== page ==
Limits of [18F]-FLT PET as a biomarker of proliferation in oncology.

PloS one

PubMedID: 23554961

McKinley ET, Ayers GD, Smith RA, Saleh SA, Zhao P, Washington MK, Coffey RJ, Manning HC. Limits of [18F]-FLT PET as a biomarker of proliferation in oncology. PLoS ONE. 2013;8(3):e58938.
BACKGROUND
Non-invasive imaging biomarkers of cellular proliferation hold great promise for quantifying response to personalized medicine in oncology. An emerging approach to assess tumor proliferation utilizes the positron emission tomography (PET) tracer 3'-deoxy-3'[(18)F]-fluorothymidine, [(18)F]-FLT. Though several studies have associated serial changes in [(18)F]-FLT-PET with elements of therapeutic response, the degree to which [(18)F]-FLT-PET quantitatively reflects proliferative index has been continuously debated for more that a decade. The goal of this study was to elucidate quantitative relationships between [(18)F]-FLT-PET and cellular metrics of proliferation in treatment naïve human cell line xenografts commonly employed in cancer research.

METHODS AND FINDINGS
[(18)F]-FLT-PET was conducted in human cancer xenograft-bearing mice. Quantitative relationships between PET, thymidine kinase 1 (TK1) protein levels and immunostaining for proliferation markers (Ki67, TK1, PCNA) were evaluated using imaging-matched tumor specimens. Overall, we determined that [(18)F]-FLT-PET reflects TK1 protein levels, yet the cell cycle specificity of TK1 expression and the extent to which tumors utilize thymidine salvage for DNA synthesis decouple [(18)F]-FLT-PET data from standard estimates of proliferative index.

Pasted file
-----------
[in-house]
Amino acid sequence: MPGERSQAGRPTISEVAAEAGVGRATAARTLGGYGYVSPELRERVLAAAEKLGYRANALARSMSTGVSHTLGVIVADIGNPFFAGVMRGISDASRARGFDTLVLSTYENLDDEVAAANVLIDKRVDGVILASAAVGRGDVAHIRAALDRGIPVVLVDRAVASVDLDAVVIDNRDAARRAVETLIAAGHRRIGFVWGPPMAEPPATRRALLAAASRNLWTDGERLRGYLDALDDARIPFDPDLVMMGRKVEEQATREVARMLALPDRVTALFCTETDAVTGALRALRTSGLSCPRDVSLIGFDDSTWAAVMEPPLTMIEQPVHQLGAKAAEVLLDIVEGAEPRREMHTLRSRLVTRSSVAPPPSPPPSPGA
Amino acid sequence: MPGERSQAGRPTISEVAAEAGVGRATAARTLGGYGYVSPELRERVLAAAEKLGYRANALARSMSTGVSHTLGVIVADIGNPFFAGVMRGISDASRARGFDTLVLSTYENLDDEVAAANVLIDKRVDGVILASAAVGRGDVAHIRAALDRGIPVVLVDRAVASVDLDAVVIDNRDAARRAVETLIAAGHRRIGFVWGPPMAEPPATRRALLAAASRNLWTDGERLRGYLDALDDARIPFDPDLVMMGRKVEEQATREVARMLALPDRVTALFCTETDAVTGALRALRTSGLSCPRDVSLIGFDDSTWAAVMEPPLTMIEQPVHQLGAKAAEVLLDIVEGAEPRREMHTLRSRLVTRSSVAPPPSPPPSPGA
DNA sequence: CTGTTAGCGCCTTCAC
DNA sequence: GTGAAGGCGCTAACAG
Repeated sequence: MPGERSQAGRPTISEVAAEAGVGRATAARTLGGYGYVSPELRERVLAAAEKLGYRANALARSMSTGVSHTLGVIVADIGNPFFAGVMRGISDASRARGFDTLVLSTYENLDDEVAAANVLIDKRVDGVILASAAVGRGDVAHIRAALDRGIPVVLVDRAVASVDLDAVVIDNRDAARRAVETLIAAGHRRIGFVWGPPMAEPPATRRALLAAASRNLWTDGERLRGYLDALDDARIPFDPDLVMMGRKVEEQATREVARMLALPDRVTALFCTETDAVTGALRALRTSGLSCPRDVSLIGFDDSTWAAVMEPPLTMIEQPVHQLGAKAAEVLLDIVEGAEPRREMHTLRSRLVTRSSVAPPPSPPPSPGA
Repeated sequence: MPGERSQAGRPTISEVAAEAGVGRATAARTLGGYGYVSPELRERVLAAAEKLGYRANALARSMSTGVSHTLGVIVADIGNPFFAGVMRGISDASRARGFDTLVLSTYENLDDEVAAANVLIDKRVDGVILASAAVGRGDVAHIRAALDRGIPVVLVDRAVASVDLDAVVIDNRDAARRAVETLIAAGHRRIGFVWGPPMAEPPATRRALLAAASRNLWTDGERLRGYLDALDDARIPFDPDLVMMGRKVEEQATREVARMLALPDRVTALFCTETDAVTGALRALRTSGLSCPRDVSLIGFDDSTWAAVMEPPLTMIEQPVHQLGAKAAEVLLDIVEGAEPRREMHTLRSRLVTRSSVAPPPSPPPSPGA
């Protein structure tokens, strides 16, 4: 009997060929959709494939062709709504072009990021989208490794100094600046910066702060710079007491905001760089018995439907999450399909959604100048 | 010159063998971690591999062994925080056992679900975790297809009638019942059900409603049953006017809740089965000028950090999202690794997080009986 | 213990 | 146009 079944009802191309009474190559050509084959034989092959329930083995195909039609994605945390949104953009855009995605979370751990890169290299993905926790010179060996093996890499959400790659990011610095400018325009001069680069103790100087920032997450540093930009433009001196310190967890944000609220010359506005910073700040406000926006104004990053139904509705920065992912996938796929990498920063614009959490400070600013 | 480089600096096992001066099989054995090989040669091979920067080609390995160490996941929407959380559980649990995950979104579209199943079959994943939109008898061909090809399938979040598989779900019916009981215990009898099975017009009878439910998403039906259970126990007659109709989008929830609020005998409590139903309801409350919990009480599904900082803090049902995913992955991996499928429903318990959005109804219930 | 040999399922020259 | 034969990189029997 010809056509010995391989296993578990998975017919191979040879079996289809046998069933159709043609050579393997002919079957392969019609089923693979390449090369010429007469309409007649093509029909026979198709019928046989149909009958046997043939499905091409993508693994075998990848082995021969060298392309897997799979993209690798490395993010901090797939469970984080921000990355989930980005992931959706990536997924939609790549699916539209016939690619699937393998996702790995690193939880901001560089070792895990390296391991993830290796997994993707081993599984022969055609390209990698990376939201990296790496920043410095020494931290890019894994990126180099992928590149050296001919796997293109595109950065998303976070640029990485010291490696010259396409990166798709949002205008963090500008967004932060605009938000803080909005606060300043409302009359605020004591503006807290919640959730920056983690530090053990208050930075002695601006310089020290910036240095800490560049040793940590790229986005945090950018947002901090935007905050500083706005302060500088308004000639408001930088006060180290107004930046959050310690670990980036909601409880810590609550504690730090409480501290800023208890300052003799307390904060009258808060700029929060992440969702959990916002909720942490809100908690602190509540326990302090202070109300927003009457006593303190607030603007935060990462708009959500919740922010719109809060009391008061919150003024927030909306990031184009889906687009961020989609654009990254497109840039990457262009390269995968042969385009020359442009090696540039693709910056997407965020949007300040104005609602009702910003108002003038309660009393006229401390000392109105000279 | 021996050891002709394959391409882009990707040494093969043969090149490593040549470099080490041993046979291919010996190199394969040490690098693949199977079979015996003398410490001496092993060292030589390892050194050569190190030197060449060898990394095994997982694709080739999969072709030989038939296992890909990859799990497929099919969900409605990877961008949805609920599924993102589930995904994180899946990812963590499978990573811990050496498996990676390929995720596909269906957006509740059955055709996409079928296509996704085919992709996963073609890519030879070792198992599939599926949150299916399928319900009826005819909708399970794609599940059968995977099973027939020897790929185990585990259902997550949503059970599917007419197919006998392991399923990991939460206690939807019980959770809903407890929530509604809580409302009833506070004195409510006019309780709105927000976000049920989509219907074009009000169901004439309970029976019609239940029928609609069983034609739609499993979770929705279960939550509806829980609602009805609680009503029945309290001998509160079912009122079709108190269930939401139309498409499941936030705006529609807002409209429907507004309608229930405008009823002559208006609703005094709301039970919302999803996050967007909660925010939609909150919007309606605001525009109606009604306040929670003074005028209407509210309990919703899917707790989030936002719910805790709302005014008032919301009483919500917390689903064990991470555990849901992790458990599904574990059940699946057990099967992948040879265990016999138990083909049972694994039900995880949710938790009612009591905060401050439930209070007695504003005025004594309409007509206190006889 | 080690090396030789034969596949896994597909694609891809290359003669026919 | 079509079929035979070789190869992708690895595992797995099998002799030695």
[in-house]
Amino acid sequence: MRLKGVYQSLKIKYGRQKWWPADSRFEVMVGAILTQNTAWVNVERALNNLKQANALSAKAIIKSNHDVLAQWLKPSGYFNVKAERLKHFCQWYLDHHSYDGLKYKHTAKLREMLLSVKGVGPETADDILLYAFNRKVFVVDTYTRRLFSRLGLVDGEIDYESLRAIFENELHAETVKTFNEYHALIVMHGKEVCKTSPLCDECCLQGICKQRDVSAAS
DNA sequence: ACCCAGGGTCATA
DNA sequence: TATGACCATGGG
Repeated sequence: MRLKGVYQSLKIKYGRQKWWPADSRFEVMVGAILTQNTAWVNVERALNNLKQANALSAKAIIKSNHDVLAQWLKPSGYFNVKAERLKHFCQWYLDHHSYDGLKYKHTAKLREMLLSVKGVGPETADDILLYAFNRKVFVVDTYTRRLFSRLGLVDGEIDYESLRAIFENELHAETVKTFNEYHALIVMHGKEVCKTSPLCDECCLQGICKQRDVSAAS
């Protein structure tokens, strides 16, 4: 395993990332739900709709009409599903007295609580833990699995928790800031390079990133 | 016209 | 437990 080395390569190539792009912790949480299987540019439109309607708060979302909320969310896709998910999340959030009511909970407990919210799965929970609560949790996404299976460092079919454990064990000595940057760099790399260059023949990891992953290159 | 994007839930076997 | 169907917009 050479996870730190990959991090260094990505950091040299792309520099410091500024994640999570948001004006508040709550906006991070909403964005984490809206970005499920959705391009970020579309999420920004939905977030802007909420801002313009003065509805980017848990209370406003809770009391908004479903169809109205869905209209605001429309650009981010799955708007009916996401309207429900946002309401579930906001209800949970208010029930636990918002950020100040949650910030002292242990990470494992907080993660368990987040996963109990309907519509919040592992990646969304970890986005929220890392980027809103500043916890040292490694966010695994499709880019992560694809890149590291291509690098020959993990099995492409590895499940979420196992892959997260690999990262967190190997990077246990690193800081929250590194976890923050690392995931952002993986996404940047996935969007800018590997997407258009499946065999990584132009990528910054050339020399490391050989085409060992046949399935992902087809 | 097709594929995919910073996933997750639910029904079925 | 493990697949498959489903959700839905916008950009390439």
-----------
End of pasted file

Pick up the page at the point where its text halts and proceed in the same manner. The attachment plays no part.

CONCLUSIONS
Our findings illustrate that [(18)F]-FLT-PET reflects tumor proliferation as a function of thymidine salvage pathway utilization. Unlike more general proliferation markers, such as Ki67, [(18)F]-FLT PET reflects proliferative indices to variable and potentially unreliable extents. [(18)F]-FLT-PET cannot discriminate moderately proliferative, thymidine salvage-driven tumors from those of high proliferative index that rely primarily upon de novo thymidine synthesis. Accordingly, the magnitude of [(18)F]-FLT uptake should not be considered a surrogate of proliferative index. These data rationalize the diversity of [(18)F]-FLT-PET correlative results previously reported and suggest future best-practices when [(18)F]-FLT-PET is employed in oncology.